Now the festival officially has a new home, with screening rooms and exhibition space and offices and a Toronto International Film Festival gift shop right there on ground level, tempting passers-by to stop in for orange-and-white memorabilia of all sorts.
The TIFF Bell Lightbox had its grand opening on Sunday with an afternoon-long block party featuring a variety of special guests (including Ivan and Jason Reitman), Canadian politicos and festival officials. Canadian musical artists including K’naan, the Sadies and Radio Radio performed on a stage set up to face the intersection of King and John Streets – and finally, four days into the festival, screenings can finally be held in what is supposed to be one of the festival’s prestige screening rooms.
A couple of Sunday’s galas were films thought to be squarely in the Oscar mix – and its safe to say as the dust settles, Danny Boyle’s “127 Hours” is still squarely in the mix, while the jury’s still out on Clint Eastwood’s “Hereafter.”
Partly, that’s because the Boyle film had already screened in Telluride, where it won mostly raves and emerged as a strong Best Picture contender and a near-certain Best Actor nomination for James Franco.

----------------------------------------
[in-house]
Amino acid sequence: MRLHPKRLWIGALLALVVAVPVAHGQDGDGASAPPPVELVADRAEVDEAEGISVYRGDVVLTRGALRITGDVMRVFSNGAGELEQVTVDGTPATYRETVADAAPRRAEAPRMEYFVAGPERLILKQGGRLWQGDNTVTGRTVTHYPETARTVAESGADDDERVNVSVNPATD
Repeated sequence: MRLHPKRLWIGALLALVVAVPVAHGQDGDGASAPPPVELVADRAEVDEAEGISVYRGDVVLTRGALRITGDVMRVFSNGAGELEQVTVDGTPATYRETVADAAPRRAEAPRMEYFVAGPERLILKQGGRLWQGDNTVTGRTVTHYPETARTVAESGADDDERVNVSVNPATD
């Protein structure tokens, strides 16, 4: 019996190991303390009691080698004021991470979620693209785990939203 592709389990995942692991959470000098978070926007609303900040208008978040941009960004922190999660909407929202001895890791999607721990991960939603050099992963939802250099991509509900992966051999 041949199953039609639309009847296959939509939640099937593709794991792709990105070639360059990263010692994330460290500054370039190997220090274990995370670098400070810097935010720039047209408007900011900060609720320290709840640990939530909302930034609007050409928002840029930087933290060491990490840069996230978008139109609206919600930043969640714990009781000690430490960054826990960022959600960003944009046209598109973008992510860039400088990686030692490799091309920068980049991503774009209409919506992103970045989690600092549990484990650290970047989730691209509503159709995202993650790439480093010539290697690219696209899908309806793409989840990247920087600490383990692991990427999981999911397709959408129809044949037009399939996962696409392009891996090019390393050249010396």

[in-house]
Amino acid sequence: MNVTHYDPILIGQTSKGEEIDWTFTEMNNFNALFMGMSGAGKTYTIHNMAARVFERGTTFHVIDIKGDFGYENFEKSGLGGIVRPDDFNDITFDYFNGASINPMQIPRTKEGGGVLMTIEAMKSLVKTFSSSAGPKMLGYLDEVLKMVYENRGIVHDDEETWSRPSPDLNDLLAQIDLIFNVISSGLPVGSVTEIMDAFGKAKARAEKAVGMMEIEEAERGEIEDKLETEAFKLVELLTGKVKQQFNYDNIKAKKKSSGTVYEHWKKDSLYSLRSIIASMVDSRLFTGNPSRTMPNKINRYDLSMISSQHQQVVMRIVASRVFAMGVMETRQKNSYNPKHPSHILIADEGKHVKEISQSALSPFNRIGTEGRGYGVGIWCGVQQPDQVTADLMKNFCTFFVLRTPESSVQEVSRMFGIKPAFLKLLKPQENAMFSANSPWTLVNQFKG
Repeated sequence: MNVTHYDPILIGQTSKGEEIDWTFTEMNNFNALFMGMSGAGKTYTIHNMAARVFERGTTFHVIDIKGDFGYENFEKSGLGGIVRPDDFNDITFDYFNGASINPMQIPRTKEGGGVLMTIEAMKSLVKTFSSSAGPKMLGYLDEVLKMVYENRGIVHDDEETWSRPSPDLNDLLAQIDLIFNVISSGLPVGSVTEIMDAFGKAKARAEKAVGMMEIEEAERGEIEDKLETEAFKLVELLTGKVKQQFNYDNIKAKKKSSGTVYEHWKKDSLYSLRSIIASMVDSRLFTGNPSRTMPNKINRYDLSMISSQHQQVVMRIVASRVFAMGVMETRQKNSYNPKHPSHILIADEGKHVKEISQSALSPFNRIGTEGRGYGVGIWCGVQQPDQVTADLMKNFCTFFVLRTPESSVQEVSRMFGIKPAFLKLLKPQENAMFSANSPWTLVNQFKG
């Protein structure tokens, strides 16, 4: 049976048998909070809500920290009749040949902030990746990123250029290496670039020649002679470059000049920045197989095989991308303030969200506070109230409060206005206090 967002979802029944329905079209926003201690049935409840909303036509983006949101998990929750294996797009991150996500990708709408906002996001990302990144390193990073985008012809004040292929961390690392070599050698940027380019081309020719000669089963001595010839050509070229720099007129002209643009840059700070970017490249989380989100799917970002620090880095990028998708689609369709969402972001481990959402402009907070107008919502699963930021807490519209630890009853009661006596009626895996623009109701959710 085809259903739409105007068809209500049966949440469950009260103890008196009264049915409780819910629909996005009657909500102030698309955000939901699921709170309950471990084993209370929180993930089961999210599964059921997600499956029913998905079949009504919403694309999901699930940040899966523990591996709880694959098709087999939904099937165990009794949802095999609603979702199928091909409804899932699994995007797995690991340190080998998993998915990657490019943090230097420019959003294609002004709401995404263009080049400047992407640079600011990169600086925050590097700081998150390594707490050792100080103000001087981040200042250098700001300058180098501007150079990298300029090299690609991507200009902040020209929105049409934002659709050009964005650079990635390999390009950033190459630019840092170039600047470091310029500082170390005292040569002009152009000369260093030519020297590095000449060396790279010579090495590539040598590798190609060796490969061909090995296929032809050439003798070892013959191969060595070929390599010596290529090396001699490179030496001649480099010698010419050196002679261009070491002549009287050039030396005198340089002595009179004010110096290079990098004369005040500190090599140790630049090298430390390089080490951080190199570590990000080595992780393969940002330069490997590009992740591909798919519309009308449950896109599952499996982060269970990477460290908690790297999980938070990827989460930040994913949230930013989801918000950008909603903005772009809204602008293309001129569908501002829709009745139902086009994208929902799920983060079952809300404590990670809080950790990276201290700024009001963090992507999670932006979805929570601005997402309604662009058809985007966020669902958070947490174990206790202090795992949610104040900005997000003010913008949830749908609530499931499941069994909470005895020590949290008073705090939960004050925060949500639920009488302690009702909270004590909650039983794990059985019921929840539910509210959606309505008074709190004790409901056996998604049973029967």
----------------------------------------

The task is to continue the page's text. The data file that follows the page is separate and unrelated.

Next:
The Eastwood film, on the other hand, was kept under wraps until a Saturday press screening and its Sunday gala – and reviews were embargoed until midnight, which means that most critics have yet to chime in on the newest work from a prolific director who’s always considered an Oscar candidate, even if his last three movies (“Gran Torino,” "Changeling" and “Invictus”) haven’t been embraced by the Academy.
The first reviews contained several references to French director Claude Lelouch in the way it intertwines stories of people facing issues of, as Kirk Honeycutt wrote, “fate and destiny.”
Honeycutt largely praised the movie, though he felt its ending was too facile. Leonard Klady, on the other hand, called the film “Eastwood does Lelouch,” and says the result is “a pretty good Lelouch and a pretty good Eastwood … but not great stuff.”
And some of the tweets after yesterday’s press screening were downright brutal: “It might be the worst thing Eastwood has ever directed,” wrote Cinematical’s Erik Davis, who didn’t see the film but was passing along the words of “our writer.”
On the other hand, one Roger Ebert is worth a host of young bloggers – and Ebert’s comments on the film, which were posted just after midnight, began with the confession, “I was surprised how enthralling I found it,” and concluded with the line, "’Hereafter’ is unlike any film Clint Eastwood has ever made, but you'd think he'd been preparing it for years.”
One of the chief goals of anyone taking a film to Toronto is to come out of the festival with buzz, whether the aim is to translate that buzz into a distribution deal, public attention or awards momentum.
Then there is the wrong kind of buzz – the films that lose heat at Toronto, that leave with less momentum than they started with, or that enter the festival sight unseen and leave it DOA.